On the Capacity of Cloud Radio Access Networks with Oblivious Relaying.
We study the transmission over a network in which users send information to a remote destination through relay nodes that are connected to the destination via finite-capacity error-free links, i.e., a cloud radio access network. The relays are constrained to operate without knowledge of the users' codebooks, i.e., they perform oblivious processing. The destination, or central processor, however, is informed about the users' codebooks. We establish a single-letter characterization of the capacity region of this model for a class of discrete memoryless channels in which the outputs at the relay nodes are independent given the users' inputs. We show that both relaying \`a-la Cover-El Gamal, i.e., compress-and-forward with joint decompression and decoding, and "noisy network coding", are optimal. The proof of the converse part establishes, and utilizes, connections with the Chief Executive Officer (CEO) source coding problem under logarithmic loss distortion measure. Extensions to general discrete memoryless channels are also investigated. In this case, we establish inner and outer bounds on the capacity region. For memoryless Gaussian channels within the studied class of channels, we characterize the capacity region when the users are constrained to time-share among Gaussian codebooks. We also discuss the suboptimality of separate decompression-decoding and the role of time-sharing. Furthermore, we study the related distributed information bottleneck problem and characterize optimal tradeoffs between rates (i.e., complexity) and information (i.e., accuracy) in the vector Gaussian case.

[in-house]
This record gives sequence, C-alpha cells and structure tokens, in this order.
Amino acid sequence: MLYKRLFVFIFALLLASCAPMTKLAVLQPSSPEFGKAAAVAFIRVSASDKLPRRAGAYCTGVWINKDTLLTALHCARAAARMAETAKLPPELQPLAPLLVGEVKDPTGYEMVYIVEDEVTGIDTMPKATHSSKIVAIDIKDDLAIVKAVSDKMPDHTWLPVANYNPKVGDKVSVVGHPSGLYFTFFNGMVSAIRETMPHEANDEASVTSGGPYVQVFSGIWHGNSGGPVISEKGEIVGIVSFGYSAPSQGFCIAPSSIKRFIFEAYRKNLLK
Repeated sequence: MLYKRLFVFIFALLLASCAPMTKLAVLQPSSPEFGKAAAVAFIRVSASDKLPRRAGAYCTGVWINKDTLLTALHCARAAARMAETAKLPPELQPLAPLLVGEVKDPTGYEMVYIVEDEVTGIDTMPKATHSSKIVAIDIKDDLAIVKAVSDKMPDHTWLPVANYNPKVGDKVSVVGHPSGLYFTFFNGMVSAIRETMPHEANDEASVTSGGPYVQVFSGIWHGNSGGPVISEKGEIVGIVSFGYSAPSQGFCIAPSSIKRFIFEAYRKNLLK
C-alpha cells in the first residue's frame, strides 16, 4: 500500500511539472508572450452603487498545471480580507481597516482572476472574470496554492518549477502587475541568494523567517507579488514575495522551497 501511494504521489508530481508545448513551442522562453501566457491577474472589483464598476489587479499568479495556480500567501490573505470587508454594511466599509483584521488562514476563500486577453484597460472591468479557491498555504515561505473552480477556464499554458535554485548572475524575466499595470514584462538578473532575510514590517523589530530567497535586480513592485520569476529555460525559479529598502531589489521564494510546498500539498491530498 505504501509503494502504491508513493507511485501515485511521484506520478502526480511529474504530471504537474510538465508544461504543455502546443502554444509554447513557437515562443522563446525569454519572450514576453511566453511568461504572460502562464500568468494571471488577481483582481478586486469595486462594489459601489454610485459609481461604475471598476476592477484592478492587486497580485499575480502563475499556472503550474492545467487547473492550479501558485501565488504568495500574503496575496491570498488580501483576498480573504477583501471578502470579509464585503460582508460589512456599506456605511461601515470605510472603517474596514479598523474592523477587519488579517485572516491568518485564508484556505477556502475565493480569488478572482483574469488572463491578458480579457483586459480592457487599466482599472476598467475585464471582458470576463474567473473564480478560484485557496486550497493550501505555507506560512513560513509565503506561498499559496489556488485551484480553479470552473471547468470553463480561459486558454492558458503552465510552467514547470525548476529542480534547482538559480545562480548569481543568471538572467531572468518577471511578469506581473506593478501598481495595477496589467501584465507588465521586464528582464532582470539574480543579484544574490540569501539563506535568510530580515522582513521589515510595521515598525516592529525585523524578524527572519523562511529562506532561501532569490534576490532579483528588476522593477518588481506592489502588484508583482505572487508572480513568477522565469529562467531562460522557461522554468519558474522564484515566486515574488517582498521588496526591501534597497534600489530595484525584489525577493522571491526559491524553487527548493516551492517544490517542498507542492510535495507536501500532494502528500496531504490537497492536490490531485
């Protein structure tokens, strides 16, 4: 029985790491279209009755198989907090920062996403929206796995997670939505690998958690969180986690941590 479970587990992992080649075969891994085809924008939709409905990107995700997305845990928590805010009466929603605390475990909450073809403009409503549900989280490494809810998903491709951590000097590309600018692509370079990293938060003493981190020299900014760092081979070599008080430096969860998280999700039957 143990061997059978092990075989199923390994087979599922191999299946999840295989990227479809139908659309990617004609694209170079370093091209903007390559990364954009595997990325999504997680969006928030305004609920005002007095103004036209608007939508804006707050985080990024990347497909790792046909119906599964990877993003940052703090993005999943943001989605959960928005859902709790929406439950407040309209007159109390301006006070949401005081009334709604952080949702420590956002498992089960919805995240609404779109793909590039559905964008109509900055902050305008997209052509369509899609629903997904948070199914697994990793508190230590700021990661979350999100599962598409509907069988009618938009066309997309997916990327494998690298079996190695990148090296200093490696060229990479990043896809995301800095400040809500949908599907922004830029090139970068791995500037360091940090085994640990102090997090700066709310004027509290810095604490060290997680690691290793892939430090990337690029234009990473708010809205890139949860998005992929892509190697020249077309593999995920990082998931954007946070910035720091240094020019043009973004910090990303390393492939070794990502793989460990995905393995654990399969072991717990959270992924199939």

Publisher URL: http://arxiv.org/abs/1710.09275
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